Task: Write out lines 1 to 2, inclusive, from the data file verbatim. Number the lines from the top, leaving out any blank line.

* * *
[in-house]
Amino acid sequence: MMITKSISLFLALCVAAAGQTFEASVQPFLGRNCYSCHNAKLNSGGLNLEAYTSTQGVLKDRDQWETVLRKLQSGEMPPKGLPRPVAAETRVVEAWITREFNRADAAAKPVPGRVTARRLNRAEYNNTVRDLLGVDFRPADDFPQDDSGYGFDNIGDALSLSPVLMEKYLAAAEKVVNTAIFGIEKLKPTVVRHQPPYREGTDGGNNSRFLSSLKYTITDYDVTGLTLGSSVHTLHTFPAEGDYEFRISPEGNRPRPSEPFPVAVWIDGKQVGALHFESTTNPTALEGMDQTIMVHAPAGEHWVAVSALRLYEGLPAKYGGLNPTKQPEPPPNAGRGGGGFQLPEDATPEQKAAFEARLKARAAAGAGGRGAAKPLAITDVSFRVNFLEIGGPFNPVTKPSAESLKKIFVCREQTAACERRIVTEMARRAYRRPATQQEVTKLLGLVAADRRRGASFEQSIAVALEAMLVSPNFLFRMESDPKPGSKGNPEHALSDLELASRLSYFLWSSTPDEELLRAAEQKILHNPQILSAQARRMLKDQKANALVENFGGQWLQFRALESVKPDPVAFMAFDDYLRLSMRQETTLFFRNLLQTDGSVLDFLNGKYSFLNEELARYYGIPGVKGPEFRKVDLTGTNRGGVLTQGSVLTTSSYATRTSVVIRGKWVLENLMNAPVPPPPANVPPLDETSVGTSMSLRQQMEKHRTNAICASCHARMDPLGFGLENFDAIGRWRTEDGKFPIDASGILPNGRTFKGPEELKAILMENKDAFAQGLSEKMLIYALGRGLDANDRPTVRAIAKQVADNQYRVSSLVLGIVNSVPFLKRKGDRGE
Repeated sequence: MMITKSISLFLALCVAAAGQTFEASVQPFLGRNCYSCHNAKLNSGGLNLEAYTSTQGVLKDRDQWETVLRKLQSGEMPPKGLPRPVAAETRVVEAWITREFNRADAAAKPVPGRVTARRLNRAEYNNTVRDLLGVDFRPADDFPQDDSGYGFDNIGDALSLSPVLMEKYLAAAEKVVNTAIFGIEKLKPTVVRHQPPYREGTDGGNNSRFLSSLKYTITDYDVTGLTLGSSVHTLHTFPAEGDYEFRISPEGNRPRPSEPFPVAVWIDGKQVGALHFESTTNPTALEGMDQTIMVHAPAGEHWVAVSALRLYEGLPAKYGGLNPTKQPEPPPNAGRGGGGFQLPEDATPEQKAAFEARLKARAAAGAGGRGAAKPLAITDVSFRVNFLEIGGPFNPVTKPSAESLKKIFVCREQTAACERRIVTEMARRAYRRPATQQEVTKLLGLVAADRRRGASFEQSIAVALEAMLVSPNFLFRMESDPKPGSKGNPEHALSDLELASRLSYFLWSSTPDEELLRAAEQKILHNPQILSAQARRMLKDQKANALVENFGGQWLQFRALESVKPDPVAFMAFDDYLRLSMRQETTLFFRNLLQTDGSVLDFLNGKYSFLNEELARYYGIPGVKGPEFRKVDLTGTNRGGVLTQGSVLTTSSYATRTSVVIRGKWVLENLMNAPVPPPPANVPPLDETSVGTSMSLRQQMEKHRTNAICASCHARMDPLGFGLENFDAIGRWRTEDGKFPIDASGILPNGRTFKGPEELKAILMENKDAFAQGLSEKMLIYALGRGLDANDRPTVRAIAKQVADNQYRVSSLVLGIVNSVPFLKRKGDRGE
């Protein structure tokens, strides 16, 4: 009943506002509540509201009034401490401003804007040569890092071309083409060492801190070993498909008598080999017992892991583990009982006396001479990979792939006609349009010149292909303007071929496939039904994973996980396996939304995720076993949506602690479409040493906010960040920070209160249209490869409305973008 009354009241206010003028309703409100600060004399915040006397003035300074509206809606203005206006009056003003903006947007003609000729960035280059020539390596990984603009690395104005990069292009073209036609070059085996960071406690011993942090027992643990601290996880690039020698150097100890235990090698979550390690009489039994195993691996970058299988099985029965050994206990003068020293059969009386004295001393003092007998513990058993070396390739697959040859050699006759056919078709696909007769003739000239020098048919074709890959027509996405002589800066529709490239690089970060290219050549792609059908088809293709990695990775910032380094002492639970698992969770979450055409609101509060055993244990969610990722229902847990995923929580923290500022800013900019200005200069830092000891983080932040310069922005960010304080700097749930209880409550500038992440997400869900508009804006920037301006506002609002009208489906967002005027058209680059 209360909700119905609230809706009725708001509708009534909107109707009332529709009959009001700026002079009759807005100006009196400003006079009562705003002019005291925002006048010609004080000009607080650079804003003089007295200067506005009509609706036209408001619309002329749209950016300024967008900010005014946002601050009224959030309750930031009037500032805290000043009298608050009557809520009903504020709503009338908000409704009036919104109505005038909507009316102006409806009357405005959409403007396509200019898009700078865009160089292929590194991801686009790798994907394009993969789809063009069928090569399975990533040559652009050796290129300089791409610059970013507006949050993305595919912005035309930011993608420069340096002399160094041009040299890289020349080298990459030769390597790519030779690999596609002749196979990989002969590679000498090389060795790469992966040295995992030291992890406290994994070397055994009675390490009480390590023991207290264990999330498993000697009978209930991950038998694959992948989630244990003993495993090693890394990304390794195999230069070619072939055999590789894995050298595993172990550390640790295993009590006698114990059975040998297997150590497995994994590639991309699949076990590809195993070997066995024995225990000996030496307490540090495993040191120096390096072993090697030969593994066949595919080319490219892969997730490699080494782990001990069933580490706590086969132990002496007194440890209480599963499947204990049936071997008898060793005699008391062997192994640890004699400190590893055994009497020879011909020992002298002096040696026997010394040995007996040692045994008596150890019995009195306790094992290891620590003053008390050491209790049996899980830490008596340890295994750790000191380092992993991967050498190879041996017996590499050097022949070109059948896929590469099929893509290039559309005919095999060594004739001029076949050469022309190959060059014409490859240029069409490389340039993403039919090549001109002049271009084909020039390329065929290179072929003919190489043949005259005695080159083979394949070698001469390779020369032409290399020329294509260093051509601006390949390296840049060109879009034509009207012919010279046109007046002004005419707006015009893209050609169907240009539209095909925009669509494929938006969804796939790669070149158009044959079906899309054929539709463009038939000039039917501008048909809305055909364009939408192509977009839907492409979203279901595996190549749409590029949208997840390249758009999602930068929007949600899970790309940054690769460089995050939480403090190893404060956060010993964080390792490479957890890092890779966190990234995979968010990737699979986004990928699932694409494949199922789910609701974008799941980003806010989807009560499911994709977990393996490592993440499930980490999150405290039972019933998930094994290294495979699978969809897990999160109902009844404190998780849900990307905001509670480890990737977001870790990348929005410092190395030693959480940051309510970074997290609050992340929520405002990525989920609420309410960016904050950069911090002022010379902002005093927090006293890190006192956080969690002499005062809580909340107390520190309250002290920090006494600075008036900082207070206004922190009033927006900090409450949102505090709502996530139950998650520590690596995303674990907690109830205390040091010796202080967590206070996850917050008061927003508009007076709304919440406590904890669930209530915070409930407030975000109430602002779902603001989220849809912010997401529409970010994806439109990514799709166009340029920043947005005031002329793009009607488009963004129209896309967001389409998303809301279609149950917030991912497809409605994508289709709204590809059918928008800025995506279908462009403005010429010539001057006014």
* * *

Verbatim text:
[in-house]
Amino acid sequence: MMITKSISLFLALCVAAAGQTFEASVQPFLGRNCYSCHNAKLNSGGLNLEAYTSTQGVLKDRDQWETVLRKLQSGEMPPKGLPRPVAAETRVVEAWITREFNRADAAAKPVPGRVTARRLNRAEYNNTVRDLLGVDFRPADDFPQDDSGYGFDNIGDALSLSPVLMEKYLAAAEKVVNTAIFGIEKLKPTVVRHQPPYREGTDGGNNSRFLSSLKYTITDYDVTGLTLGSSVHTLHTFPAEGDYEFRISPEGNRPRPSEPFPVAVWIDGKQVGALHFESTTNPTALEGMDQTIMVHAPAGEHWVAVSALRLYEGLPAKYGGLNPTKQPEPPPNAGRGGGGFQLPEDATPEQKAAFEARLKARAAAGAGGRGAAKPLAITDVSFRVNFLEIGGPFNPVTKPSAESLKKIFVCREQTAACERRIVTEMARRAYRRPATQQEVTKLLGLVAADRRRGASFEQSIAVALEAMLVSPNFLFRMESDPKPGSKGNPEHALSDLELASRLSYFLWSSTPDEELLRAAEQKILHNPQILSAQARRMLKDQKANALVENFGGQWLQFRALESVKPDPVAFMAFDDYLRLSMRQETTLFFRNLLQTDGSVLDFLNGKYSFLNEELARYYGIPGVKGPEFRKVDLTGTNRGGVLTQGSVLTTSSYATRTSVVIRGKWVLENLMNAPVPPPPANVPPLDETSVGTSMSLRQQMEKHRTNAICASCHARMDPLGFGLENFDAIGRWRTEDGKFPIDASGILPNGRTFKGPEELKAILMENKDAFAQGLSEKMLIYALGRGLDANDRPTVRAIAKQVADNQYRVSSLVLGIVNSVPFLKRKGDRGE